Enjoy this article from the SSC blog archives: While carbon emissions management and reporting tend to be the first "big picture" sustainability issues that companies tackle, water is poised to become "the next big thing" in terms of corporate sustainability risk management. As always, we're staying on top of it--culling through the best resources and guides to help our clients effectively tackle the issue. Because we love to share- and don't want to re-create the wheel- here are three articles that bring home the most important tools, concepts, and frameworks related to corporate water management. Enjoy! Every Last Drop: Water and the Sustainable Business. Got another water resource to share? Leave a comment, or talk to us on Twitter (@jenniferwoofter).
This article was written as an expansion of our white paper “Choosing Sustainability Management Software for your Business” published in July 2011. If you’re looking for information on how to make your software selection, check out the full article. If you just want to make sense of this particular topic, keep reading. Whether you like this article or not, we want to hear from YOU so that we can continue to provide the best insight for YOU, our readers… Our series on Sustainability Software continues with “Data Management Concepts for Sustainability”. In this article (Part 3 of 4), we’ll continue introducing and defining key Data Management terms (read Part 2 here). Our end goal with this series is to enable YOU, as the Business Leader, to feel more comfortable in a technical discussion related to the various areas of Data Management, especially as related to the care and feeding of Sustainability Software packages. Being able to “talk the talk” is the best defense in the technology wilderness. Just remember, at the basis of any technical term is a common sense business notion, and staying grounded to this notion will help keep your conversations from drifting astray.
Data MovementData Movement is one of the silent cost areas of Data Management. This entails the replication of data into a system and then out of it on to another system. For example, suppose you have selected the ideal Sustainability Software offered in a SaaS-based contract by a reputable vendor. A qualified consultant is hired to mastermind the installation and the ideal algorithms are determined, tested and approved. All we need now is to move the company transaction data into it and let it do its work to produce the outputs we desire. What can be so hard about that? Strong vendors of Sustainability Software will provide robust utilities to import data into their system and to export data from it. These must receive special attention from your Consultant and from your IT staff who will need to know how they work, at least for diagnostic scenarios. We list some additional considerations below.
Data InSuppose your consultant determines your current operational control systems can supply the data your new Sustainability Software needs and a prototype has proven this to everyone’s satisfaction. It seems like all we need to do is to rerun the prototype code every day and everything will work. Axiom of Design: Everything needs to be designed at least three times: Once to see if we even really want what we had in mind, once more to learn how to build the ongoing system, and once more to really build what we imagined. Then Continuous Improvement kicks in. You are in the process of building what is called a Data Movement Application. Any process that is repeated will fail often in new ways not anticipated. Yes, computers can break and humans make mistakes frequently, but tornadoes and blizzards happen too. We want repeating processes to repeat as planned, and this is why the first design of any software will be replaced. Moreover, you are probably required to prove to an auditor that all your data is being transmitted and received with very few errors that are themselves being analyzed and accounted for. This is motivation for an Automated Balance and Control system that manages your Data Movement and assures its accuracy and timeliness. If you intend all the work to be “outsourced”, be sure to consider these factors in your negotiations. At minimum, be prepared to self-ensure for these events—they will happen.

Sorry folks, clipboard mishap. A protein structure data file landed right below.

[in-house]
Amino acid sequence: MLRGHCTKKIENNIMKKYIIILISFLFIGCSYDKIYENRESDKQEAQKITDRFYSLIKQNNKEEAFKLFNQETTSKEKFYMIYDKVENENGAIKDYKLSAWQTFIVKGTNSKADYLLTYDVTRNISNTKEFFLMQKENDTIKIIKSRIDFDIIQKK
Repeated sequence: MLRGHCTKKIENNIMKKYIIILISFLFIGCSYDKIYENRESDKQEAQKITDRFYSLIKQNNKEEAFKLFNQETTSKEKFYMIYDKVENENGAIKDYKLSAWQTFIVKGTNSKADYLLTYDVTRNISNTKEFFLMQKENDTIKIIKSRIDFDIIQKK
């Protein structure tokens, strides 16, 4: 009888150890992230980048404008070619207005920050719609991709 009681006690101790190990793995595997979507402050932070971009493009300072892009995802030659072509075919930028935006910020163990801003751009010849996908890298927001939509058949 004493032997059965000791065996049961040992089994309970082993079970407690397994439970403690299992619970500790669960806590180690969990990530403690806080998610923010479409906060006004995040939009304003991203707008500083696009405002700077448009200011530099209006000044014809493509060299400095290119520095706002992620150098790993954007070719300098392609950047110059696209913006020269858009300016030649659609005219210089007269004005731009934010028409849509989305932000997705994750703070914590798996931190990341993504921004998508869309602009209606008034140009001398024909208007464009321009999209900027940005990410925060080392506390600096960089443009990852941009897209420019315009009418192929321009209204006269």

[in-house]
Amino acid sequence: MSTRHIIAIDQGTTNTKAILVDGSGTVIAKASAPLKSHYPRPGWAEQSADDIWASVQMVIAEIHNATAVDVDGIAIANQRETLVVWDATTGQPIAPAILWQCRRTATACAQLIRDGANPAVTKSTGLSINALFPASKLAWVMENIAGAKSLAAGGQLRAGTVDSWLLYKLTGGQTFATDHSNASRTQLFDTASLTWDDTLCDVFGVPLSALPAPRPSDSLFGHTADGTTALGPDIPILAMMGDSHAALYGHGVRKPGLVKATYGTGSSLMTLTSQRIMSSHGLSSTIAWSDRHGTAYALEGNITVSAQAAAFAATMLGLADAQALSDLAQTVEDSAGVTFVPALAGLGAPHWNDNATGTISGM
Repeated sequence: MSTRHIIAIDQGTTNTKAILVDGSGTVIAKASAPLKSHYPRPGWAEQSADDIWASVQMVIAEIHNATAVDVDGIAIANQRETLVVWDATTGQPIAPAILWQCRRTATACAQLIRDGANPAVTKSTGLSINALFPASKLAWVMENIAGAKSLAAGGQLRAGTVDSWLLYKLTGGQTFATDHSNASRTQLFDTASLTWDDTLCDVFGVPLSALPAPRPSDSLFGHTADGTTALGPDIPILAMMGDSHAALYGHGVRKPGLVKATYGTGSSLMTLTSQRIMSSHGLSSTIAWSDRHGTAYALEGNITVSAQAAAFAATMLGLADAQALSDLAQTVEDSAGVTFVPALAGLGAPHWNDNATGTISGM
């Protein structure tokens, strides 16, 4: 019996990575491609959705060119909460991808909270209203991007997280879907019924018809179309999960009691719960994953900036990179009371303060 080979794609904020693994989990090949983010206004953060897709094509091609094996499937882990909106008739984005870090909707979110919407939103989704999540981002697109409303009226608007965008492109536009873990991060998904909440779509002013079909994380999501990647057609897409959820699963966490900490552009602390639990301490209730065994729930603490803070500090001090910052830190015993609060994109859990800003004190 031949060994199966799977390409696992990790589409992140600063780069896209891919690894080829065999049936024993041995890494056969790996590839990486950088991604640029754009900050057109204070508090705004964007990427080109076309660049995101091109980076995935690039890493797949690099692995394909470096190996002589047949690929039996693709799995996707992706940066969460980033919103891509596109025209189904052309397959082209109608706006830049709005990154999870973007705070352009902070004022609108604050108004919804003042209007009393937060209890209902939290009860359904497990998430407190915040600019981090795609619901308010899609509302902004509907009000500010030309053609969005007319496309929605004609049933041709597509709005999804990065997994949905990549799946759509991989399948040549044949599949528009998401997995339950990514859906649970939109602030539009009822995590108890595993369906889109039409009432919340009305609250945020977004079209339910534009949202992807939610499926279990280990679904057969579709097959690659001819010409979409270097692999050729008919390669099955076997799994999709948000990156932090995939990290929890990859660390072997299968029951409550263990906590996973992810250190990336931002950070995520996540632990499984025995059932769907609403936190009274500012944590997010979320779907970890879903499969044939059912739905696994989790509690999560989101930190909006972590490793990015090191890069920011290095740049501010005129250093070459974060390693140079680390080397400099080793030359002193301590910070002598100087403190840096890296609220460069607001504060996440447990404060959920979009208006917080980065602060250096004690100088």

Data OutThere are two main reasons to move data out of your Sustainability Software.
- To provide a report for approved readers
- To supply calculated data to another system
By: Alexandra Kueller Sustainability is a broad term that can mean something different to each person you ask, and jobs that require sustainability leadership are no different. You might be a sustainability consultant, a CSO, head of a sustainability team, or even someone in marketing who got dumped with the task of sustainability. Each of these people will attack sustainability in a different way, but they all need good sustainability leadership. And no matter what your profession is, leadership will always be necessary. Larry Alton, wrote an article for Entrepreneur titled "5 Habits That Are Destroying Your Ability to Lead," took note and came up with a list of bad habits leaders can acquire over time, and we decided to put our own sustainability spin on their list.